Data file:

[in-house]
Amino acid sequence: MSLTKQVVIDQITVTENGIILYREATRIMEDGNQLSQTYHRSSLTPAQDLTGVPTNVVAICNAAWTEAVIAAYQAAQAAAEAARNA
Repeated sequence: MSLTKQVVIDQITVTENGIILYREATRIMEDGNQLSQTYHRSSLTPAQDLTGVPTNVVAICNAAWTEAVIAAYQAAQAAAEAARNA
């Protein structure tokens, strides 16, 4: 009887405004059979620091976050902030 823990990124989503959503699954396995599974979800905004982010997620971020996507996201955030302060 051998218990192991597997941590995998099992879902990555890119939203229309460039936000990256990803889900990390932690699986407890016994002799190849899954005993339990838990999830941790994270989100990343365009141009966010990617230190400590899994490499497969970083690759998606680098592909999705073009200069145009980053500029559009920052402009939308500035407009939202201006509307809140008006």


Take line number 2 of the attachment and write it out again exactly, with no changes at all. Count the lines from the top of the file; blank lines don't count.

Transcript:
Amino acid sequence: MSLTKQVVIDQITVTENGIILYREATRIMEDGNQLSQTYHRSSLTPAQDLTGVPTNVVAICNAAWTEAVIAAYQAAQAAAEAARNA